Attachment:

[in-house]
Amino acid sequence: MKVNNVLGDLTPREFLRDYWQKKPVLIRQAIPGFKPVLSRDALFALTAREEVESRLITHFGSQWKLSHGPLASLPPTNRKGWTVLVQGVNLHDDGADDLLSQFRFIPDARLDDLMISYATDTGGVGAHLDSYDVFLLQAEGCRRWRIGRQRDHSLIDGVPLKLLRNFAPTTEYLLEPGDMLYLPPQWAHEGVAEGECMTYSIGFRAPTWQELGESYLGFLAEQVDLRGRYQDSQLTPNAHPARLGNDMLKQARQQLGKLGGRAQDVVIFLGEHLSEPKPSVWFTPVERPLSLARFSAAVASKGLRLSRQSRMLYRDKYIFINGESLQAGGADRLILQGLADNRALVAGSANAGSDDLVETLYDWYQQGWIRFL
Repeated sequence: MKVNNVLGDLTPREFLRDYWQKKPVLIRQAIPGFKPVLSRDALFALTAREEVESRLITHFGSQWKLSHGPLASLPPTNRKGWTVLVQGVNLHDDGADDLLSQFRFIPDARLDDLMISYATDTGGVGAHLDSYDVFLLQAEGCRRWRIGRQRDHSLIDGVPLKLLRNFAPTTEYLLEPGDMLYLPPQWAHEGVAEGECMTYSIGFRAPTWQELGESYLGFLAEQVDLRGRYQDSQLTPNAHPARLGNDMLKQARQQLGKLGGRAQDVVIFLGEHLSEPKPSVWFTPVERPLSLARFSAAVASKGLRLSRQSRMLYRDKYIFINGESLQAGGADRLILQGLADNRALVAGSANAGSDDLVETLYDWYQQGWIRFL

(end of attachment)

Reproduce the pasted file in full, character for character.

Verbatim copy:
[in-house]
Amino acid sequence: MKVNNVLGDLTPREFLRDYWQKKPVLIRQAIPGFKPVLSRDALFALTAREEVESRLITHFGSQWKLSHGPLASLPPTNRKGWTVLVQGVNLHDDGADDLLSQFRFIPDARLDDLMISYATDTGGVGAHLDSYDVFLLQAEGCRRWRIGRQRDHSLIDGVPLKLLRNFAPTTEYLLEPGDMLYLPPQWAHEGVAEGECMTYSIGFRAPTWQELGESYLGFLAEQVDLRGRYQDSQLTPNAHPARLGNDMLKQARQQLGKLGGRAQDVVIFLGEHLSEPKPSVWFTPVERPLSLARFSAAVASKGLRLSRQSRMLYRDKYIFINGESLQAGGADRLILQGLADNRALVAGSANAGSDDLVETLYDWYQQGWIRFL
Repeated sequence: MKVNNVLGDLTPREFLRDYWQKKPVLIRQAIPGFKPVLSRDALFALTAREEVESRLITHFGSQWKLSHGPLASLPPTNRKGWTVLVQGVNLHDDGADDLLSQFRFIPDARLDDLMISYATDTGGVGAHLDSYDVFLLQAEGCRRWRIGRQRDHSLIDGVPLKLLRNFAPTTEYLLEPGDMLYLPPQWAHEGVAEGECMTYSIGFRAPTWQELGESYLGFLAEQVDLRGRYQDSQLTPNAHPARLGNDMLKQARQQLGKLGGRAQDVVIFLGEHLSEPKPSVWFTPVERPLSLARFSAAVASKGLRLSRQSRMLYRDKYIFINGESLQAGGADRLILQGLADNRALVAGSANAGSDDLVETLYDWYQQGWIRFL